“Upham Woods Outdoor Learning Center provides educational opportunities to youth, youth leaders, and adults through programs focused on environmental and leadership education.”
Upham Woods is the result of an amazingly far-sighted vision of two sisters from the Upham family. In 1941, when the United States was growing rapidly at the expense of its natural resources, Elizabeth and Caroline Upham decided to share their beloved childhood summer home and preserve it for future generations. These sisters laid the philosophical groundwork for Upham Woods with their stipulations of the land’s use. They wrote: “These lands are to be used as an outdoor laboratory and camp for youth, such as 4-H clubs and other people cooperating with the University of Wisconsin in the advancement of conservation, of agriculture and rural culture.”
Since 1941, Upham Woods has been a place where people gather to explore and experience the natural world. Early on, programs with Ranger Mac and Marvin Hanson introduced 4-H and school groups to the unique geology and forest communities of the area. Nature study was a main component of the program.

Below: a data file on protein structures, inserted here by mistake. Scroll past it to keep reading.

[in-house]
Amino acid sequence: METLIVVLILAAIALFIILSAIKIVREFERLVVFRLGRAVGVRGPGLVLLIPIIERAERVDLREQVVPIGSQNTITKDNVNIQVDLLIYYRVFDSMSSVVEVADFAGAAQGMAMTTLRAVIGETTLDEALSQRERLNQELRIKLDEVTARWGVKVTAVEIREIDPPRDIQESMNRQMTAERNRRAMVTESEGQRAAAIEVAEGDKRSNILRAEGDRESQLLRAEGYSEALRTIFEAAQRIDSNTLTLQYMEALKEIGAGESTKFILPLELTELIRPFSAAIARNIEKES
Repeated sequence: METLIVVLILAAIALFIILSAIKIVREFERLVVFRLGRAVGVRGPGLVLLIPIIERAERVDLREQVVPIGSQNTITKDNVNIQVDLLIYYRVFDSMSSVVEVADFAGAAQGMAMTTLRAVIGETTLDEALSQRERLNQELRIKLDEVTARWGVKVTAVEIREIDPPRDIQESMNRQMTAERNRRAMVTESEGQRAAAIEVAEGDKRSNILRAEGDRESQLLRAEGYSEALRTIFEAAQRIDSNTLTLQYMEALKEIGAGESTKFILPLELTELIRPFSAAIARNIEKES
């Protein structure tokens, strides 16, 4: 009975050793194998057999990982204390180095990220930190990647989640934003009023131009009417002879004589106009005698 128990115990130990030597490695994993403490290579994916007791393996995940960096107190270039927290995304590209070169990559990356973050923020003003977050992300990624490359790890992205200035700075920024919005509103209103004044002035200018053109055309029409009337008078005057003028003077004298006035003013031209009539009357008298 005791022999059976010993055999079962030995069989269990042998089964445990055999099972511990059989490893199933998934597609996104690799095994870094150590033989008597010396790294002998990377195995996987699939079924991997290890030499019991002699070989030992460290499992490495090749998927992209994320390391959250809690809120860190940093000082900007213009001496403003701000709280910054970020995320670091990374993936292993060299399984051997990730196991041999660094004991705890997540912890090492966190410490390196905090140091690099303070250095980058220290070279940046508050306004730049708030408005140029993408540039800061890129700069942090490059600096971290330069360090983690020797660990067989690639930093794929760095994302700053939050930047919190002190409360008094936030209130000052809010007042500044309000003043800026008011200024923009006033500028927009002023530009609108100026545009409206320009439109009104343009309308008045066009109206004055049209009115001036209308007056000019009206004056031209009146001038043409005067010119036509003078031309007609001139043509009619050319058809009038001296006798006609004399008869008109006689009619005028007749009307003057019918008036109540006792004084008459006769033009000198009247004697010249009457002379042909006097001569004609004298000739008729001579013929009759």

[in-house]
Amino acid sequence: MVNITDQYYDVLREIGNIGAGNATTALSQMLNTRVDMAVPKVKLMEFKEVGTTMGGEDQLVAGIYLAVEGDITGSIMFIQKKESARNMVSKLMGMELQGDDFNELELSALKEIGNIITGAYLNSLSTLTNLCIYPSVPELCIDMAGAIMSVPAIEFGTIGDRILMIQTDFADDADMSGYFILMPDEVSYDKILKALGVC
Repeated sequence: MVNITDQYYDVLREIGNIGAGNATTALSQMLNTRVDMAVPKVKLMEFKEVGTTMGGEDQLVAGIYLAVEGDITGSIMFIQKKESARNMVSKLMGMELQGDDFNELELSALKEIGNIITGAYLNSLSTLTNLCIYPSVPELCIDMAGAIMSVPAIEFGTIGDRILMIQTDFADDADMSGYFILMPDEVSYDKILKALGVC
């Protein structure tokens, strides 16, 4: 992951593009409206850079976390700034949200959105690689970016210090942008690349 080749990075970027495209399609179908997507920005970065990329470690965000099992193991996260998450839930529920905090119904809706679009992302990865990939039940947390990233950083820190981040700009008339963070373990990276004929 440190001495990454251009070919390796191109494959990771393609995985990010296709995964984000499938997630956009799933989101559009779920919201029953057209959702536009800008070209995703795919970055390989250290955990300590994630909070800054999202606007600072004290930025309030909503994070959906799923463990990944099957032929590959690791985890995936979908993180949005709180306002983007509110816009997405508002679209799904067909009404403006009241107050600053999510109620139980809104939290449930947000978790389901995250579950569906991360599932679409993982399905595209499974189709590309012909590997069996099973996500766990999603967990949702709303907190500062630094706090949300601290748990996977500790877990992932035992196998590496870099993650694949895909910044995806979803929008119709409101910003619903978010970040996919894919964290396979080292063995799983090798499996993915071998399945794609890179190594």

Today, the emphasis continues with even greater focus, as environmental issues have grown on a local and global scale. The activities at Upham Woods are designed to encourage youth leaders to address environmental issues with the goal being the development of caring and responsible stewards of the natural world and its inhabitants. Through Upham Woods’ educational programming, youth obtain a unique view on how Wisconsin has changed ecologically and culturally. Youth are encouraged to explore Wisconsin’s past to discover valuable lessons that will enable each of us to better plan for the future of Wisconsin and the world.
Today, as you visit Upham Woods you will find a model residential environmental education center, operated by the University of Wisconsin – Madison Division of Extension. The center sits on a prime location on the Wisconsin River, two miles north of the Wisconsin Dells, offering an excellent “river classroom” to study the both the natural and cultural history of Wisconsin. The center rests on 310 acres of forested land, including a 210-acre island called “Blackhawk Island.” This island has been designated a state natural area and offers a beautiful example of a mature mixed forest featuring flora not commonly found in the area. The island also has tremendous sandstone formations to explore formed during the ice age. It’s definitely a “different view” when you climb through them!
The facility consists of 14 buildings including a fully equipped nature center and a raptor enclosure housing educational birds of prey. The center supplies lodging for 200 people, meals, and environmental education year-round for youth and youth leaders, including environmental lesson plans, summer camp programming, leadership workshops and other conferences. Upham Woods employs full-time teaching naturalists that live on-site throughout the year.